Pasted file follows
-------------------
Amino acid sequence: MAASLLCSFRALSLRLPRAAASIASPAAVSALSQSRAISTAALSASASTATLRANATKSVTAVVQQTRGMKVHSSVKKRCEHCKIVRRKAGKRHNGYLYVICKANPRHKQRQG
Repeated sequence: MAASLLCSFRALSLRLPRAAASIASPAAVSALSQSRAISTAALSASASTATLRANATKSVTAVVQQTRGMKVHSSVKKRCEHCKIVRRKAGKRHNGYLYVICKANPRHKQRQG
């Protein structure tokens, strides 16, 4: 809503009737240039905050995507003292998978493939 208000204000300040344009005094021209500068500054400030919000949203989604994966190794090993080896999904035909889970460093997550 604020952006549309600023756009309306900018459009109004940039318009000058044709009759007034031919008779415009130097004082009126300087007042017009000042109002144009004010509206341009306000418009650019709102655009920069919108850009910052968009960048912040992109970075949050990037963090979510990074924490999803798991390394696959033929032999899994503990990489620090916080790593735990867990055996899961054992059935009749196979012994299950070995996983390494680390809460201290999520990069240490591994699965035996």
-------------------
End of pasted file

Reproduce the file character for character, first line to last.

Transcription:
Amino acid sequence: MAASLLCSFRALSLRLPRAAASIASPAAVSALSQSRAISTAALSASASTATLRANATKSVTAVVQQTRGMKVHSSVKKRCEHCKIVRRKAGKRHNGYLYVICKANPRHKQRQG
Repeated sequence: MAASLLCSFRALSLRLPRAAASIASPAAVSALSQSRAISTAALSASASTATLRANATKSVTAVVQQTRGMKVHSSVKKRCEHCKIVRRKAGKRHNGYLYVICKANPRHKQRQG
């Protein structure tokens, strides 16, 4: 809503009737240039905050995507003292998978493939 208000204000300040344009005094021209500068500054400030919000949203989604994966190794090993080896999904035909889970460093997550 604020952006549309600023756009309306900018459009109004940039318009000058044709009759007034031919008779415009130097004082009126300087007042017009000042109002144009004010509206341009306000418009650019709102655009920069919108850009910052968009960048912040992109970075949050990037963090979510990074924490999803798991390394696959033929032999899994503990990489620090916080790593735990867990055996899961054992059935009749196979012994299950070995996983390494680390809460201290999520990069240490591994699965035996």